I really like this analogy between McLuhan (as technological environmentalist) and Rachel Carson, the environmentalist:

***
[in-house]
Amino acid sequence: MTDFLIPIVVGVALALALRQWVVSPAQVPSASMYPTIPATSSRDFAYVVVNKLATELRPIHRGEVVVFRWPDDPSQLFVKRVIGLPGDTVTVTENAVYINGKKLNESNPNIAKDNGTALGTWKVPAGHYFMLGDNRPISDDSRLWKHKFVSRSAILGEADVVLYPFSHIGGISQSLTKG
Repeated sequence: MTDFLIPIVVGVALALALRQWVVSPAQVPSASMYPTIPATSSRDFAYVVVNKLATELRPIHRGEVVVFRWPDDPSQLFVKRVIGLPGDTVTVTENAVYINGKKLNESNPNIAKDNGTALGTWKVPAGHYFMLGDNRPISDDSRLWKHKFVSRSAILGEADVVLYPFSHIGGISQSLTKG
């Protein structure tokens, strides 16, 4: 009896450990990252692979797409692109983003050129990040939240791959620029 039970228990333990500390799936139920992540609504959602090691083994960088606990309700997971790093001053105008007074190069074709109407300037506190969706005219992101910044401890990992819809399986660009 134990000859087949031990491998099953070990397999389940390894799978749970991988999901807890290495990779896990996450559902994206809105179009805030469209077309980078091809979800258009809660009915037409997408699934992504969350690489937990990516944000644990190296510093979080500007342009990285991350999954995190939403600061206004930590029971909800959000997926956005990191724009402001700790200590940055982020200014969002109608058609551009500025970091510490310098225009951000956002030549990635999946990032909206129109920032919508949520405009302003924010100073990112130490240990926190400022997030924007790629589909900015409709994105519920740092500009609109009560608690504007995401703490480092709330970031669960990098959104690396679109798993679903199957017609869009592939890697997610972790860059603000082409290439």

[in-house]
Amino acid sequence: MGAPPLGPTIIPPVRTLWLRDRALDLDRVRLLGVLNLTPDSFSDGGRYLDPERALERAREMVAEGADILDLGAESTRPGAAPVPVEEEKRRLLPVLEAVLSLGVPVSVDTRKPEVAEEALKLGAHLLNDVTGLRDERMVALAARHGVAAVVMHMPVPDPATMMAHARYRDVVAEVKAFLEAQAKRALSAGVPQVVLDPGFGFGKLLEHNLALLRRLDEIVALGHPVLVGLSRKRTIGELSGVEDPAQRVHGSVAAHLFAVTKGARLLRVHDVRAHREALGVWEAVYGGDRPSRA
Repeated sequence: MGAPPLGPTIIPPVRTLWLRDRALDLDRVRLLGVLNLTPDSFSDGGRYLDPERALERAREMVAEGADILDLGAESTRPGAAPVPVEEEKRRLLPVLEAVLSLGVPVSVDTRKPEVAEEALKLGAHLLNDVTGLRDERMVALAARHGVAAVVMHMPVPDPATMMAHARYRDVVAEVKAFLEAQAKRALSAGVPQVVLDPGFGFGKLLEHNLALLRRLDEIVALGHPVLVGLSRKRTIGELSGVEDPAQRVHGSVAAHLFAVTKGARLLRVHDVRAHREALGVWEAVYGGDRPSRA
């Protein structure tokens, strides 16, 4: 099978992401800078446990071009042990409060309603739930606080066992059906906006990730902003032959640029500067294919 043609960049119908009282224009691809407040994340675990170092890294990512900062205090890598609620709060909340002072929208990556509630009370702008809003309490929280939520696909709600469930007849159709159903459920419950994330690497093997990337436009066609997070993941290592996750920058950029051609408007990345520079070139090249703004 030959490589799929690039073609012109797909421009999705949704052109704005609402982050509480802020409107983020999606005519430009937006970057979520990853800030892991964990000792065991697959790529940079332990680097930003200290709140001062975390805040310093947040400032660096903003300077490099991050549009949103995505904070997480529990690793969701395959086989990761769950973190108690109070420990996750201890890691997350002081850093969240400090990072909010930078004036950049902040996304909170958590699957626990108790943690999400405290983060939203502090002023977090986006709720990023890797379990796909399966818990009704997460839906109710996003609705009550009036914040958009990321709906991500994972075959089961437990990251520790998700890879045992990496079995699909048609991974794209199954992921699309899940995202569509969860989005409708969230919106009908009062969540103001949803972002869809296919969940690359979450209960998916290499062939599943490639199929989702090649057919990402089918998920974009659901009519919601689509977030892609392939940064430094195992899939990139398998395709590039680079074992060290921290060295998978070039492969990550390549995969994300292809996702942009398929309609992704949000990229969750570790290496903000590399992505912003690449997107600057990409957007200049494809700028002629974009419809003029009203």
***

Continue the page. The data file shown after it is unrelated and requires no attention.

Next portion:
"McLuhan would have considered himself a media ecologist in this sense: he was trying to create an awareness about the hidden effects of electronic technologies, in much the same fashion that Rachel Carson, in Silent Spring, exposed the unintended consequences of pesticides (Morrison 5-6, 23n3). James Morrison argues that if we see McLuhan in his true light as a "technological environmentalist," it will expose the blindness of his misperceiving critics who see him as a booster of technology; "in truth, he was no more so than Rachel Carson was a promoter of DDT" (Morrison 6). From this ecological framework, we can see that people today do not merely live in a world of the physical. The world is symbolic. We live in a reality filtered by various media; call it what you will: Plato's cave wall, the world outside and the pictures in our heads, mediated reality, second-hand world, the media environment, the media torrent. As argued above, when a new technology or new symbol system enters a culture, the entire system will change. The examination of this phenomenon is the work of the media ecologist/medium theorist." Marc Leverette, "Towards an Ecology of Understanding."